According to the World Economic Forum’s Global Risk Report 2018 “humanity has become remarkably adept at understanding how to mitigate conventional risks that can be relatively easily isolated and managed with standard risk management approaches. But we are much less competent when it comes to dealing with complex risks in the interconnected systems that underpin our world.”
Speaking of complex risks and interconnectedness, the shutdown of industrial activity in quarantined areas where the coronavirus spread was more serious, has represented a major issue for manufacturing firms worldwide. According to data released by Resilinc in early March 2020, around 1,000 of the world’s largest companies, or their suppliers, own more than 12,000 facilities in the quarantined areas. These include China, Italy and South Korea in vertical sectors such as automotive, industry, heavy machinery, consumer goods, high-tech, electronics, life science, healthcare and medical devices.
Furthermore, the unforeseen outbreak of the COVID-19 pandemic has led manufacturers worldwide, especially automotive ones, to close their factories in order to protect their workforce and due to a rapid fall in demand.
Resilient and agile supply chains, however, can detect signs of crisis, prepare for unexpected events and respond in a proactive and adaptive way by quickly changing their operational processes and modus operandi. The fashion and retail sector has been a primary example of this during the coronavirus pandemic, initiating a fast response to the limited availability, or complete lack, of Personal Protective Equipment (PPE) in some European countries. Innovative companies such as Inditex-owned Zara have promptly started the production of protective masks, gloves, glasses, tights to be provided to doctors and nurses, with plans to have a 300,000 pieces weekly output. Inditex has also put at disposal of the Spanish government its logistics capabilities of fulfilment and distribution, which features a network of facilities around the world and has also operations in China.
Similarly, Italian lingerie and swim-wear fashion brand Calzedonia, started producing protective masks and gowns in two of its Italian factories and its Croatian establishments on March 23, 2020, commencing with 10,000 masks a day, but revealing plans to increase its output. The change was facilitated by the purchase of semi-automatic machines and staff training. Other examples include the likes of Prada, Gucci and H&M; the Swedish Group contacted the European Union to offer group’s expertise to hospitals for the provision of PPE.
In other instances, companies have responded to national government’s pleas for certain sanitising products, which have quickly sold out in pharmacies and beauty stores. For example, Brewdog, a Scottish brewery which is also a distillery, has made its “brewgel punk sanitiser” available, produced ad-hoc to help with hand-gel shortages in the UK. Similarly, French luxury goods brand LMVH, producer of Gucci and Dior perfumes, has deployed its resources two hours after the French government asked industries to help with the provision of medical supplies, with plans to donate 12 tonnes of hand anti-bacterial gels to 39 hospital in Paris and to deploy additional production lines.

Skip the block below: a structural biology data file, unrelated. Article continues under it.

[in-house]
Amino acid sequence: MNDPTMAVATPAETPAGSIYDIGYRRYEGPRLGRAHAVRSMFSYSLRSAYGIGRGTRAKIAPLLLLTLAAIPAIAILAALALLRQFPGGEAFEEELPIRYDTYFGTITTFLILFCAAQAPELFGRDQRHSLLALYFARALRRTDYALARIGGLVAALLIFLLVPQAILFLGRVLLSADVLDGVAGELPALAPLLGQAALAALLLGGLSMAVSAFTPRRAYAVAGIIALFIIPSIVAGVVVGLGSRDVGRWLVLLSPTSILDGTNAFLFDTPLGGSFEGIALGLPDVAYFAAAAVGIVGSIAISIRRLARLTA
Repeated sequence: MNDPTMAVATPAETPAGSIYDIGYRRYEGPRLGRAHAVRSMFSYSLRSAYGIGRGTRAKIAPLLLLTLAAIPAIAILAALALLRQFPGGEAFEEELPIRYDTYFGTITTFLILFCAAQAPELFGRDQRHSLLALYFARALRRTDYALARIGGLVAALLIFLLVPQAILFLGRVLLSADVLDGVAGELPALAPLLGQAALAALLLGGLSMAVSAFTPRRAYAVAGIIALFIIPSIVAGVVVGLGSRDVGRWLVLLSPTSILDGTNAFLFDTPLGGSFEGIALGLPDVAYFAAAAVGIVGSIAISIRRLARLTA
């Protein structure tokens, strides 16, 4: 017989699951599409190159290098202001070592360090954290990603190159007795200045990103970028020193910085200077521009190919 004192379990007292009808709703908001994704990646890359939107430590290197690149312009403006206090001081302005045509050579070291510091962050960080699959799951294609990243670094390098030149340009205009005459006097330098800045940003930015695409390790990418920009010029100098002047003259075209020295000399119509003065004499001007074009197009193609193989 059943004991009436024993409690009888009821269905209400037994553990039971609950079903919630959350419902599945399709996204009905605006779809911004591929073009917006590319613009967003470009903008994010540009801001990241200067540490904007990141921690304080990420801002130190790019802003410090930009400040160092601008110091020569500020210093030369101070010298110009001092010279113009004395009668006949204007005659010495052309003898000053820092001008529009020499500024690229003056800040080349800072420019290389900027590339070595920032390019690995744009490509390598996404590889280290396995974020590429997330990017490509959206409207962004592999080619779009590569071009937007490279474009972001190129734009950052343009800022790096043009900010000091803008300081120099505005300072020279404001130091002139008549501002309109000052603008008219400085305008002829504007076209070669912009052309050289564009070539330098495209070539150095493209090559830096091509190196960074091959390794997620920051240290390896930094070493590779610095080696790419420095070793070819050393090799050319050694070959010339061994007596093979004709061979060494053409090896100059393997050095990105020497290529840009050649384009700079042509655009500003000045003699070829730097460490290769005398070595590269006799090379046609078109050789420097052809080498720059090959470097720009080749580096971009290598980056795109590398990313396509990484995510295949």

The automotive industry has also been badly hit by the virus outbreak. Giants of the industry such as Volkswagen, Peugeot and FCA were forced to close but some have already found ways of re-invention for themselves. After announcing the shut-down of its production sites in Modena and Maranello on March 16, 2020, race car producer Ferrari later disclosed that it would turn its expertise in making racing car engines into assembling parts for hospital respirators and ventilators. The company has revealed plans to adapt its plant in Maranello to help an Italian engineering company and ramp up production of the assisted-breathing equipment.
Furthermore, the American Group General Motors revealed that it is planning to produce 200,000 mechanic respirators and similarly, BMW and Volkswagen are trying to speed up their capacity of producing such devices by utilising 3D printing. In the UK, Jaguar Land Rover, Ford and Nissan are also at work to produce medical equipment.
To sum up, companies that are most likely to ‘survive’ the coronavirus crisis are those whose supply chains are more adaptable and agile and have closed ties with local productions and distribution networks. The digitisation of their processes will also be essential to facilitate real-time data-sharing with partners and logistics providers. This would help manage the unpredictability of events such as pandemics by ensuring order fulfilment even where disruptions or new border controls are present.
David Shillingford, Chairman of Resilience360, a DHL platform that maps supply chain risks, noted two factors that will drive manufacturing supply chains after the coronavirus spread subsides: “One is having visibility through the entire network. Two is having the right data to know what the right balance is between just-in-time, lean inventory, and resilience. The future of supply chain resilience is agility, not necessarily more inventory.”
For all the latest COVID-19 coverage from Ti, visit our COVID-19 Hub.
Source: Transport Intelligence, March 26, 2020
Author: Caterina Ciccone
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